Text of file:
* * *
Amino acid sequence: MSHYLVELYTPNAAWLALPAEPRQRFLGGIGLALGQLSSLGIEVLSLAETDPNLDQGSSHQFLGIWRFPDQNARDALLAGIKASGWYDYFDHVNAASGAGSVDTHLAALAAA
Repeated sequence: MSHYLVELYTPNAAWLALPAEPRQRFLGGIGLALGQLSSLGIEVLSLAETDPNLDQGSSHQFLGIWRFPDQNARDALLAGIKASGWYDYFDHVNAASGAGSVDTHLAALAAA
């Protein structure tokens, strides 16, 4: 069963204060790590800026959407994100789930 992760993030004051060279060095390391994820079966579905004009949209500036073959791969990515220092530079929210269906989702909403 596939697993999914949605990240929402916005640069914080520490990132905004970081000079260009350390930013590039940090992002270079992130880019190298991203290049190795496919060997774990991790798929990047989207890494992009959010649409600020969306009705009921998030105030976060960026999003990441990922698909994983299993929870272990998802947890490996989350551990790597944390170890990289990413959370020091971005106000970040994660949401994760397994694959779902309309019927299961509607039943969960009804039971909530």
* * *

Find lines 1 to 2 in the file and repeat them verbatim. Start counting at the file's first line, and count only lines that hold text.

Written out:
Amino acid sequence: MSHYLVELYTPNAAWLALPAEPRQRFLGGIGLALGQLSSLGIEVLSLAETDPNLDQGSSHQFLGIWRFPDQNARDALLAGIKASGWYDYFDHVNAASGAGSVDTHLAALAAA
Repeated sequence: MSHYLVELYTPNAAWLALPAEPRQRFLGGIGLALGQLSSLGIEVLSLAETDPNLDQGSSHQFLGIWRFPDQNARDALLAGIKASGWYDYFDHVNAASGAGSVDTHLAALAAA